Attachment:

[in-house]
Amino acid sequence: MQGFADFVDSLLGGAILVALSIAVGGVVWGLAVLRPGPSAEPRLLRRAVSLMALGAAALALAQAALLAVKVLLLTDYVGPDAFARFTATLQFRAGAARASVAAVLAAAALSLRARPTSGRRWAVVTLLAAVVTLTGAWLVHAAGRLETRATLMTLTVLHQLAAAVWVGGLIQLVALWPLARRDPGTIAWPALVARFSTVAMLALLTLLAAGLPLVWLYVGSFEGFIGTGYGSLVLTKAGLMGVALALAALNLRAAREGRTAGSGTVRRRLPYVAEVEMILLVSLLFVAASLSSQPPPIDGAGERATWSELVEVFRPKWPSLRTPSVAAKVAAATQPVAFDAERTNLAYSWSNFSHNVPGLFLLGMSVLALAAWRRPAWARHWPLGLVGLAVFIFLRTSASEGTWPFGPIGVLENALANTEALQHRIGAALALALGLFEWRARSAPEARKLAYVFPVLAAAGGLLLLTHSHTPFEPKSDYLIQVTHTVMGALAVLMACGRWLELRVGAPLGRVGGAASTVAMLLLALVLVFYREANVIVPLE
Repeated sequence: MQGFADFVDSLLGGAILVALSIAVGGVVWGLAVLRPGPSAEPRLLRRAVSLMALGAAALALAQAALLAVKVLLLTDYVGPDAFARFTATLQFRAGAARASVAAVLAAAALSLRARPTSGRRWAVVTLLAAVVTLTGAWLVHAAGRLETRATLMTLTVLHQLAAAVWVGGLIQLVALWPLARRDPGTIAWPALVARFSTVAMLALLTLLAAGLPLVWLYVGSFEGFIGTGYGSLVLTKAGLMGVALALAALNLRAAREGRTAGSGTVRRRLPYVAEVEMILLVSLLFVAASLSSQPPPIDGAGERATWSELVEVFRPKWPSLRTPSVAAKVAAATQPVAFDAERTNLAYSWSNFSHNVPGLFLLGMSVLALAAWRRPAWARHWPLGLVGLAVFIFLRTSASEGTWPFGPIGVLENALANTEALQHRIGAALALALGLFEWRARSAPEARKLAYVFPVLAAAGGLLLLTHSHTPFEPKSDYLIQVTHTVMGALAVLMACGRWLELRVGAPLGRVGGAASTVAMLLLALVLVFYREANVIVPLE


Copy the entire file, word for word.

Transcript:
[in-house]
Amino acid sequence: MQGFADFVDSLLGGAILVALSIAVGGVVWGLAVLRPGPSAEPRLLRRAVSLMALGAAALALAQAALLAVKVLLLTDYVGPDAFARFTATLQFRAGAARASVAAVLAAAALSLRARPTSGRRWAVVTLLAAVVTLTGAWLVHAAGRLETRATLMTLTVLHQLAAAVWVGGLIQLVALWPLARRDPGTIAWPALVARFSTVAMLALLTLLAAGLPLVWLYVGSFEGFIGTGYGSLVLTKAGLMGVALALAALNLRAAREGRTAGSGTVRRRLPYVAEVEMILLVSLLFVAASLSSQPPPIDGAGERATWSELVEVFRPKWPSLRTPSVAAKVAAATQPVAFDAERTNLAYSWSNFSHNVPGLFLLGMSVLALAAWRRPAWARHWPLGLVGLAVFIFLRTSASEGTWPFGPIGVLENALANTEALQHRIGAALALALGLFEWRARSAPEARKLAYVFPVLAAAGGLLLLTHSHTPFEPKSDYLIQVTHTVMGALAVLMACGRWLELRVGAPLGRVGGAASTVAMLLLALVLVFYREANVIVPLE
Repeated sequence: MQGFADFVDSLLGGAILVALSIAVGGVVWGLAVLRPGPSAEPRLLRRAVSLMALGAAALALAQAALLAVKVLLLTDYVGPDAFARFTATLQFRAGAARASVAAVLAAAALSLRARPTSGRRWAVVTLLAAVVTLTGAWLVHAAGRLETRATLMTLTVLHQLAAAVWVGGLIQLVALWPLARRDPGTIAWPALVARFSTVAMLALLTLLAAGLPLVWLYVGSFEGFIGTGYGSLVLTKAGLMGVALALAALNLRAAREGRTAGSGTVRRRLPYVAEVEMILLVSLLFVAASLSSQPPPIDGAGERATWSELVEVFRPKWPSLRTPSVAAKVAAATQPVAFDAERTNLAYSWSNFSHNVPGLFLLGMSVLALAAWRRPAWARHWPLGLVGLAVFIFLRTSASEGTWPFGPIGVLENALANTEALQHRIGAALALALGLFEWRARSAPEARKLAYVFPVLAAAGGLLLLTHSHTPFEPKSDYLIQVTHTVMGALAVLMACGRWLELRVGAPLGRVGGAASTVAMLLLALVLVFYREANVIVPLE